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President Reagan has abandoned his campaign to abolish the Education Department, thanks to Congressional resistance and the job performance of Secretary William J. Bennett, the President said in an interview published last week.

Mr. Bennett has "certainly made [the department] more bearable,'' Mr. Reagan told the New Hampshire Sunday News and Union Leader.

"If in the future we have secretaries of education who will not take advantage of that position to impose federal interference on what is mainly and principally a state and local function, why, then things will be all right. And that is what Secretary Bennett has done.''

"When you stop to think,'' Mr. Reagan added, "that the federal government only provides 7 percent of the total cost of education, but for years was insisting on far more than 7 percent right to regulate and impose its will on education, it wasn't a healthy situation.'' Abolition of the department was high on some conservatives' agenda at the outset of President Reagan's first term, but the idea found little support on Capitol Hill.

When the issue threatened to delay Secretary Bennett's confirmation in February 1985, Mr. Reagan provided assurances that, while "federal educational programs could be administered effectively without a Cabinet-level agency,'' he would not propose any change "at this time.''

Last week, the President acknowledged that he had learned in past skirmishes over downgrading the department "that there was no way that Congress on either side [of the aisle] was going to budge on that issue.''

Echoing one of Secretary Bennett's themes, Mr. Reagan suggested that "value free'' education may account for the recent spy scandal at the United States Embassy in Moscow, where four Marines have been accused of trading state secrets for sexual favors.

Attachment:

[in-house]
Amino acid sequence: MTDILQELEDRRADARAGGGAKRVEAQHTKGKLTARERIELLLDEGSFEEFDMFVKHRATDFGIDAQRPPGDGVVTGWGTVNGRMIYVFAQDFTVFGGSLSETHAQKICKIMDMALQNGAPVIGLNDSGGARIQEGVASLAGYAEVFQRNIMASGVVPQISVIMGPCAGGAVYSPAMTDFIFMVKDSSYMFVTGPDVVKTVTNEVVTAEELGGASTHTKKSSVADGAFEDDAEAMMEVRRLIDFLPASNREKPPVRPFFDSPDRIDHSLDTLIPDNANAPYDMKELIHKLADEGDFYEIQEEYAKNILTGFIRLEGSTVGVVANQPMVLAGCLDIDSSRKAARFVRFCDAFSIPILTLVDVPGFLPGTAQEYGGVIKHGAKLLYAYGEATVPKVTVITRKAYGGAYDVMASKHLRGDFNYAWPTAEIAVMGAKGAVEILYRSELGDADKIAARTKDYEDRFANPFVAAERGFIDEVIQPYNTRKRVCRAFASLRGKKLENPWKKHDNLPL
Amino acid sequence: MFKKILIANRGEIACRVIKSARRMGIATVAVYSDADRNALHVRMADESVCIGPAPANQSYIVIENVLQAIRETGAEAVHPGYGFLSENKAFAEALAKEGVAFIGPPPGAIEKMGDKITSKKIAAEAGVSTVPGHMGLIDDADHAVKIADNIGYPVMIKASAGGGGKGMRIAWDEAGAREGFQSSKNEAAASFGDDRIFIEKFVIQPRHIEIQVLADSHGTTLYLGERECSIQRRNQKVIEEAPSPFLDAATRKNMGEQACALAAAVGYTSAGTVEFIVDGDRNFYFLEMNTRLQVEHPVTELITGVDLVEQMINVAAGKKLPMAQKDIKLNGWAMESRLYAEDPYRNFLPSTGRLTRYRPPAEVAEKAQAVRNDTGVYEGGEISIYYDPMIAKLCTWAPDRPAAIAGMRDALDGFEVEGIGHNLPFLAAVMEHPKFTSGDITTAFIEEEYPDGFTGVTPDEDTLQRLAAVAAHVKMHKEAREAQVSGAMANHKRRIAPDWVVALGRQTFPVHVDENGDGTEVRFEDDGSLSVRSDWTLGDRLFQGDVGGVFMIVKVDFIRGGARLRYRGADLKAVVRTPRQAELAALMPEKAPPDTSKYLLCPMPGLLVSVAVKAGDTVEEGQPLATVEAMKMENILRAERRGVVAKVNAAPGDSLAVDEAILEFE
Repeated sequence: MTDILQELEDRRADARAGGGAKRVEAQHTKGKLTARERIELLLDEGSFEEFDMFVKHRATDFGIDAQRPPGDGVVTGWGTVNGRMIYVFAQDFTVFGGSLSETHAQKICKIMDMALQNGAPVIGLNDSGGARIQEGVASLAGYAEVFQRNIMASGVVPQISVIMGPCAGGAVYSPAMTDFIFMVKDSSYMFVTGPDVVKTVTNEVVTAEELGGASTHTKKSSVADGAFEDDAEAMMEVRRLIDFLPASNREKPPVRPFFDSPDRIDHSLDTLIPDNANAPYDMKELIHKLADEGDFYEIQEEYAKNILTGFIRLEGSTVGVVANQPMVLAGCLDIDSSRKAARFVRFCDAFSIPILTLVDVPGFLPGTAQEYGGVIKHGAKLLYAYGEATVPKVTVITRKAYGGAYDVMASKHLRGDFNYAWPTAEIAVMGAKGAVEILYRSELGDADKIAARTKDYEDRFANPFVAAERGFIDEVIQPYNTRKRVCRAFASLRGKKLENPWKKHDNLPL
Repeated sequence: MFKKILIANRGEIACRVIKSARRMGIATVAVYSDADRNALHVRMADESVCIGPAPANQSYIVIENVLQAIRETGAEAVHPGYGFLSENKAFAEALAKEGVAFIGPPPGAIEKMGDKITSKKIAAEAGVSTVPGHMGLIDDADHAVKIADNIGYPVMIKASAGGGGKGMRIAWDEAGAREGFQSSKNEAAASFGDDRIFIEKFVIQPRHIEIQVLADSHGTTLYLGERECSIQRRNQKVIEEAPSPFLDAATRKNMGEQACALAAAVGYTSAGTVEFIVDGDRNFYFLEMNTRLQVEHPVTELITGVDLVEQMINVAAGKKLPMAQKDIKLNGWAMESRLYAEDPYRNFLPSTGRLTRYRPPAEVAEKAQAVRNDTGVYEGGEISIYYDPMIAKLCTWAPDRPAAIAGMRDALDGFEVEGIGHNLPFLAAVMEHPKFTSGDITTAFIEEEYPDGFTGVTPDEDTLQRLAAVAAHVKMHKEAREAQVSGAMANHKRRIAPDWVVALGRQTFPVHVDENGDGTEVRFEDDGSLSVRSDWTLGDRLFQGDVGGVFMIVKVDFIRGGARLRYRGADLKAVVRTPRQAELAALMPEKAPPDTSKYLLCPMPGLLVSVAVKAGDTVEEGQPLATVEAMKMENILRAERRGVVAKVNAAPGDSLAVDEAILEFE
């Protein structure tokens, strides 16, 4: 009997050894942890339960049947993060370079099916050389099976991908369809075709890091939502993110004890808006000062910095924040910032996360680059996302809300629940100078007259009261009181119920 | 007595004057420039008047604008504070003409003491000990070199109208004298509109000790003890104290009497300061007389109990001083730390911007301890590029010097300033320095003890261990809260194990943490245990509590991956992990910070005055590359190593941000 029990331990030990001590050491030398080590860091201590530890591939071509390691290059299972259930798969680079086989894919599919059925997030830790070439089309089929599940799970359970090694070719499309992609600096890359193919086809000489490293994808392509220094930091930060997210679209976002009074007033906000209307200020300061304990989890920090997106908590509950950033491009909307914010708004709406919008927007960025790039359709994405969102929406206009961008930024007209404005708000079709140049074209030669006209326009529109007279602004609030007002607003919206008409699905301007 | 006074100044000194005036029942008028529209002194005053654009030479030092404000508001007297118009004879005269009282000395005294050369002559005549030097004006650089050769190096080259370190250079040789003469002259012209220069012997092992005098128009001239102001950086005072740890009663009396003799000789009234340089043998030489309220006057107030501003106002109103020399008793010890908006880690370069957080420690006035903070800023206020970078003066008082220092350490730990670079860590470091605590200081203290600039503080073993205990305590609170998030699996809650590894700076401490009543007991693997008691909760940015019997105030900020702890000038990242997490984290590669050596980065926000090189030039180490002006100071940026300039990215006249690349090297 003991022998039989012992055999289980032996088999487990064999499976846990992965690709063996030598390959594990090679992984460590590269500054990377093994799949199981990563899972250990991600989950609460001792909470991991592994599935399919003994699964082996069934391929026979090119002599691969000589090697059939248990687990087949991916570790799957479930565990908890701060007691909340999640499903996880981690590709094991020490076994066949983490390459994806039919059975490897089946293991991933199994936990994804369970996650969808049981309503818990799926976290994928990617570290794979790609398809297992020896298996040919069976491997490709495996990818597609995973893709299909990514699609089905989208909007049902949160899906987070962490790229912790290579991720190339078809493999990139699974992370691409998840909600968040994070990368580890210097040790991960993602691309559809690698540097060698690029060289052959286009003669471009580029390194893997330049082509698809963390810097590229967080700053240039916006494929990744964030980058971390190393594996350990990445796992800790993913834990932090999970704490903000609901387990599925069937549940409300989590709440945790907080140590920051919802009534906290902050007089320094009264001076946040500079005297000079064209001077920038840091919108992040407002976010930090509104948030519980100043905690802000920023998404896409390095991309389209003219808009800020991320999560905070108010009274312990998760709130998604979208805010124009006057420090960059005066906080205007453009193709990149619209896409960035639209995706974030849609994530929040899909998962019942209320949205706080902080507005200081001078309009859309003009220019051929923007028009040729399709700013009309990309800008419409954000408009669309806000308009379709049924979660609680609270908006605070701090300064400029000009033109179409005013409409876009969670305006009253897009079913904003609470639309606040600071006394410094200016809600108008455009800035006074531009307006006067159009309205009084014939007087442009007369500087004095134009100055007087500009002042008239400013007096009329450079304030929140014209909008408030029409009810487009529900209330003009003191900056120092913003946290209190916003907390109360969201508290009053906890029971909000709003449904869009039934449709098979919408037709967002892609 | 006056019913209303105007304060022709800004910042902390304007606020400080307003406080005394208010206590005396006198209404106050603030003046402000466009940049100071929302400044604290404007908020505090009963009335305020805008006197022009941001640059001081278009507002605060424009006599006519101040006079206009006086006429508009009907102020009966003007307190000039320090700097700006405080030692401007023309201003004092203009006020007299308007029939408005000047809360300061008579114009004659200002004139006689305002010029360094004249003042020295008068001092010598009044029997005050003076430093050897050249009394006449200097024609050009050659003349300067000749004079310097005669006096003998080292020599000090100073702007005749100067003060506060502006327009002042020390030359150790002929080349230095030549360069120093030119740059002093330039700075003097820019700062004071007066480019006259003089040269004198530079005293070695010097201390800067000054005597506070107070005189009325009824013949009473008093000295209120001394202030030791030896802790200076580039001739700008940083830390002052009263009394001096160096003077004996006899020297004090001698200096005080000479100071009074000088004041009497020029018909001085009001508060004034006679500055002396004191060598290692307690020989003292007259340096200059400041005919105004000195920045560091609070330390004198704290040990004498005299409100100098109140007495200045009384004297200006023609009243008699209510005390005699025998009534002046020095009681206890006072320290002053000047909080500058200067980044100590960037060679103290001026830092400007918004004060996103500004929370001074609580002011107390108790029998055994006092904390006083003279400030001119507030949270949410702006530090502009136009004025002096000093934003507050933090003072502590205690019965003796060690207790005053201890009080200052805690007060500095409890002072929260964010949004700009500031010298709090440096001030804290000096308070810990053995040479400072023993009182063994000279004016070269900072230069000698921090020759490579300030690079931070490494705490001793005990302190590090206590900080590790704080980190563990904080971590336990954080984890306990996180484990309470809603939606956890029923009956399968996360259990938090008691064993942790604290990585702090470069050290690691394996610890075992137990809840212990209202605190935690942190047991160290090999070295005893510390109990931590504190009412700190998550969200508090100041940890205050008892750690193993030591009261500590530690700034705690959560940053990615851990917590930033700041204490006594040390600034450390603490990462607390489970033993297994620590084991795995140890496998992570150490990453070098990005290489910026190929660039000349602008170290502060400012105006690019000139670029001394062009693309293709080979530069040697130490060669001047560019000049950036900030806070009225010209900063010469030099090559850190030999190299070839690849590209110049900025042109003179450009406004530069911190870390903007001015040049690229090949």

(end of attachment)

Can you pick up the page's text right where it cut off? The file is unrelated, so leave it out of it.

He criticized "the trend of recent years'' of schools avoiding the teaching of "issues of right and wrong or anything having to do with morality. Is this maybe now being reflected in some of our young people?''

In passing the Asbestos Hazard Emergency Response Act last fall, the Congress required school districts receiving federal aid for efforts to identify and clean up the cancer-causing mineral to send suspected asbestos samples to accredited laboratories for analysis.

But another part of the new law severely limited administrative expenses for the program. As a result, a federal accreditation process has yet to get off the ground. This oversight, according to the House Appropriations Committee, could have a "crippling effect'' on the federal program of asbestos loans and grants, which distributes nearly $50 million each year to schools.

This week, in action on a supplemental appropriations bill, the full House is expected to vote on a committee proposal to resolve the legal contradiction. The measure would authorize $2 million annually to enable the National Bureau of Standards to establish and maintain accreditation standards for laboratories that test asbestos samples.--J.C.

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